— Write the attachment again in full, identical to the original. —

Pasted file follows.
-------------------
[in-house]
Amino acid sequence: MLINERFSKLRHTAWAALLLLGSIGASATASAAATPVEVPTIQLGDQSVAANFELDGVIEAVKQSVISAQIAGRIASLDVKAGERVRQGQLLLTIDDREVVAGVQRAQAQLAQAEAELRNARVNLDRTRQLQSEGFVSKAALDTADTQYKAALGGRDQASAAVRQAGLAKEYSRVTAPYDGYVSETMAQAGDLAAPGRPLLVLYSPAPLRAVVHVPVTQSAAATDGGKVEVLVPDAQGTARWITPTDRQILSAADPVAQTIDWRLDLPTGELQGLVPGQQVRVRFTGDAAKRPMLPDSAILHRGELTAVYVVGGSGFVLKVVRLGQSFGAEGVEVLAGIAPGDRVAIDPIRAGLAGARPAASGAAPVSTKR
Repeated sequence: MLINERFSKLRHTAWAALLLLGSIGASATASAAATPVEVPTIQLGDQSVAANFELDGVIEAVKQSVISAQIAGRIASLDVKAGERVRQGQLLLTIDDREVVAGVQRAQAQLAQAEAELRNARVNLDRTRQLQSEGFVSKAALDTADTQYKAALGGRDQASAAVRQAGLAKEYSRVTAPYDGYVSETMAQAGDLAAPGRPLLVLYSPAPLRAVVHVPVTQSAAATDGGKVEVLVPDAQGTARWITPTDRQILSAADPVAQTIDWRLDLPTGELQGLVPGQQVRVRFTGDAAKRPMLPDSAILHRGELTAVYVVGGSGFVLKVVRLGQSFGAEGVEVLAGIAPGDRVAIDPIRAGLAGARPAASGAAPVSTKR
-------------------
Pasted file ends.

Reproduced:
[in-house]
Amino acid sequence: MLINERFSKLRHTAWAALLLLGSIGASATASAAATPVEVPTIQLGDQSVAANFELDGVIEAVKQSVISAQIAGRIASLDVKAGERVRQGQLLLTIDDREVVAGVQRAQAQLAQAEAELRNARVNLDRTRQLQSEGFVSKAALDTADTQYKAALGGRDQASAAVRQAGLAKEYSRVTAPYDGYVSETMAQAGDLAAPGRPLLVLYSPAPLRAVVHVPVTQSAAATDGGKVEVLVPDAQGTARWITPTDRQILSAADPVAQTIDWRLDLPTGELQGLVPGQQVRVRFTGDAAKRPMLPDSAILHRGELTAVYVVGGSGFVLKVVRLGQSFGAEGVEVLAGIAPGDRVAIDPIRAGLAGARPAASGAAPVSTKR
Repeated sequence: MLINERFSKLRHTAWAALLLLGSIGASATASAAATPVEVPTIQLGDQSVAANFELDGVIEAVKQSVISAQIAGRIASLDVKAGERVRQGQLLLTIDDREVVAGVQRAQAQLAQAEAELRNARVNLDRTRQLQSEGFVSKAALDTADTQYKAALGGRDQASAAVRQAGLAKEYSRVTAPYDGYVSETMAQAGDLAAPGRPLLVLYSPAPLRAVVHVPVTQSAAATDGGKVEVLVPDAQGTARWITPTDRQILSAADPVAQTIDWRLDLPTGELQGLVPGQQVRVRFTGDAAKRPMLPDSAILHRGELTAVYVVGGSGFVLKVVRLGQSFGAEGVEVLAGIAPGDRVAIDPIRAGLAGARPAASGAAPVSTKR